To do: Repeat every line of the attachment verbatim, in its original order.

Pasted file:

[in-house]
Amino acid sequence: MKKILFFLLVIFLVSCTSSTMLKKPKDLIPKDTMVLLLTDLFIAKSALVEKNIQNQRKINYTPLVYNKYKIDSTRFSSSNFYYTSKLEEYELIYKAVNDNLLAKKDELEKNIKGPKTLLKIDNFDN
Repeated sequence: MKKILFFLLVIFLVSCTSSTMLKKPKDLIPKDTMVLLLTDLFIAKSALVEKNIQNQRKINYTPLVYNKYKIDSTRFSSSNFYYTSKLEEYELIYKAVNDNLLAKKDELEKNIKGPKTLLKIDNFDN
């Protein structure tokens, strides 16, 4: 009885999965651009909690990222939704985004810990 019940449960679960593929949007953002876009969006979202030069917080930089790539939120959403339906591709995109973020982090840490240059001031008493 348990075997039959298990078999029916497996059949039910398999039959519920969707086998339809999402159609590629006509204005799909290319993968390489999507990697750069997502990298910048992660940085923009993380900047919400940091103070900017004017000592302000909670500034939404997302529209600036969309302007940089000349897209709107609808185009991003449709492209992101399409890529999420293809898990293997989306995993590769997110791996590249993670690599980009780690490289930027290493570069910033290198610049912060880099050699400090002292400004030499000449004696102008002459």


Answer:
[in-house]
Amino acid sequence: MKKILFFLLVIFLVSCTSSTMLKKPKDLIPKDTMVLLLTDLFIAKSALVEKNIQNQRKINYTPLVYNKYKIDSTRFSSSNFYYTSKLEEYELIYKAVNDNLLAKKDELEKNIKGPKTLLKIDNFDN
Repeated sequence: MKKILFFLLVIFLVSCTSSTMLKKPKDLIPKDTMVLLLTDLFIAKSALVEKNIQNQRKINYTPLVYNKYKIDSTRFSSSNFYYTSKLEEYELIYKAVNDNLLAKKDELEKNIKGPKTLLKIDNFDN
């Protein structure tokens, strides 16, 4: 009885999965651009909690990222939704985004810990 019940449960679960593929949007953002876009969006979202030069917080930089790539939120959403339906591709995109973020982090840490240059001031008493 348990075997039959298990078999029916497996059949039910398999039959519920969707086998339809999402159609590629006509204005799909290319993968390489999507990697750069997502990298910048992660940085923009993380900047919400940091103070900017004017000592302000909670500034939404997302529209600036969309302007940089000349897209709107609808185009991003449709492209992101399409890529999420293809898990293997989306995993590769997110791996590249993670690599980009780690490289930027290493570069910033290198610049912060880099050699400090002292400004030499000449004696102008002459």